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Epidemiology and factors associated with amoebic liver abscess in northern Sri Lanka

Overview of attention for article published in BMC Public Health, January 2018
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Title
Epidemiology and factors associated with amoebic liver abscess in northern Sri Lanka
Published in
BMC Public Health, January 2018
DOI 10.1186/s12889-018-5036-2
Pubmed ID
Authors

Selvam Kannathasan, Arumugam Murugananthan, Thirunavukarasu Kumanan, Nilanthi Renuka de Silva, Nadarajah Rajeshkannan, Rashidul Haque, Devika Iddawela

Abstract

Clinically diagnosed amoebic liver abscess (ALA) caused by Entamoeba histolytica has been an important public health problem in Jaffna district, northern Sri Lanka for last three decades. In order to draw up a control strategy for elimination of this condition, knowledge of its epidemiology and factors associated with this condition in the local context is vital. All clinically diagnosed ALA patients admitted to the Teaching Hospital, Jaffna during the study period were included in the study and the data were collected using an interviewer administered questionnaire. One hundred blood samples from randomly selected toddy (a local alcoholic drink consisting of the fermented sap of the Palmyrah palm) consumers and 200 toddy samples were collected. Toddy samples were cultured in Robinson's medium to establish the presence of Entamoeba histolytica in the sample. Climatic data and the total toddy sales in the district were obtained from the Meteorological and Excise Departments respectively. A sub group of randomly selected 100 patients were compared with 100 toddy consumers who were negative for E. histolytica antibody to explore the potential risk factors. Between July 2012 and July 2015, 346 of 367 ALA patients were enrolled in this study. Almost all patients (98.6%) were males with a history of heavy consumption of alcohol (100%). Almost all (94.2%) were within the age group 31-50 years. None of the cultured toddy samples grew E. histolytica. The monthly incidence of disease peaked in the dry season, matching the total toddy sales in the district. Age, type of alcohol and frequency of drinking were identified as potential risk factors whereas frequency of alcohol consumption and type of alcohol (consuming toddy and arrack) were identified as the independent risk factors. Moreover, the knowledge, attitude and practices towards ALA were poor among participants and the control group. Though the number of cases has declined in recent years, ALA still remains as an important public health problem in Jaffna district. The transmission route of E. histolytica leading to ALA has to be further explored. Moreover, greater awareness among the public who are at risk would be beneficial in order to eliminate the disease.

Twitter Demographics

The data shown below were collected from the profiles of 3 tweeters who shared this research output. Click here to find out more about how the information was compiled.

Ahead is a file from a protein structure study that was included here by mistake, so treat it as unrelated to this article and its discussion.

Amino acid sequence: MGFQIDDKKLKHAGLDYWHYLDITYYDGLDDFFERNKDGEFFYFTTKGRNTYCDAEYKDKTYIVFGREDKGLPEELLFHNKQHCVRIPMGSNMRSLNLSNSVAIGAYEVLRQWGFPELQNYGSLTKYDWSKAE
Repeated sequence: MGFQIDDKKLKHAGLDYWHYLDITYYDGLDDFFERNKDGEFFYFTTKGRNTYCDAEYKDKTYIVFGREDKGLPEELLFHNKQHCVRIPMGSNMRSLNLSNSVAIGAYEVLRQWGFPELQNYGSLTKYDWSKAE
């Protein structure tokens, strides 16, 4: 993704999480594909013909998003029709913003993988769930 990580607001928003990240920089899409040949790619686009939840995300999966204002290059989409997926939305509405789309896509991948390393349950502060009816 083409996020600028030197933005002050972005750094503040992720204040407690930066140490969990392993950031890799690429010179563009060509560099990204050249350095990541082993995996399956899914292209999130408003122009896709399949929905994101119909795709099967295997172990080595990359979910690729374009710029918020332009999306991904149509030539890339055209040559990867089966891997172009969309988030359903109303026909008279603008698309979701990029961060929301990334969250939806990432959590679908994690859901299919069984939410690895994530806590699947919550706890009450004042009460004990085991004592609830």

Mendeley readers

The data shown below were compiled from readership statistics for 50 Mendeley readers of this research output. Click here to see the associated Mendeley record.

Geographical breakdown

Country Count As %
Unknown 50 100%

Demographic breakdown

Readers by professional status Count As %
Researcher 8 16%
Other 7 14%
Student > Ph. D. Student 4 8%
Student > Bachelor 4 8%
Student > Postgraduate 3 6%
Other 14 28%
Unknown 10 20%
Readers by discipline Count As %
Medicine and Dentistry 15 30%
Economics, Econometrics and Finance 4 8%
Immunology and Microbiology 3 6%
Social Sciences 3 6%
Agricultural and Biological Sciences 2 4%
Other 9 18%
Unknown 14 28%

Attention Score in Context

This research output has an Altmetric Attention Score of 2. This is our high-level measure of the quality and quantity of online attention that it has received. This Attention Score, as well as the ranking and number of research outputs shown below, was calculated when the research output was last mentioned on 27 January 2018.
All research outputs
#7,488,875
of 12,422,276 outputs
Outputs from BMC Public Health
#6,042
of 8,477 outputs
Outputs of similar age
#187,207
of 359,795 outputs
Outputs of similar age from BMC Public Health
#478
of 657 outputs
Altmetric has tracked 12,422,276 research outputs across all sources so far. This one is in the 37th percentile – i.e., 37% of other outputs scored the same or lower than it.
So far Altmetric has tracked 8,477 research outputs from this source. They typically receive a lot more attention than average, with a mean Attention Score of 10.7. This one is in the 25th percentile – i.e., 25% of its peers scored the same or lower than it.
Older research outputs will score higher simply because they've had more time to accumulate mentions. To account for age we can compare this Altmetric Attention Score to the 359,795 tracked outputs that were published within six weeks on either side of this one in any source. This one is in the 44th percentile – i.e., 44% of its contemporaries scored the same or lower than it.
We're also able to compare this research output to 657 others from the same source and published within six weeks on either side of this one. This one is in the 23rd percentile – i.e., 23% of its contemporaries scored the same or lower than it.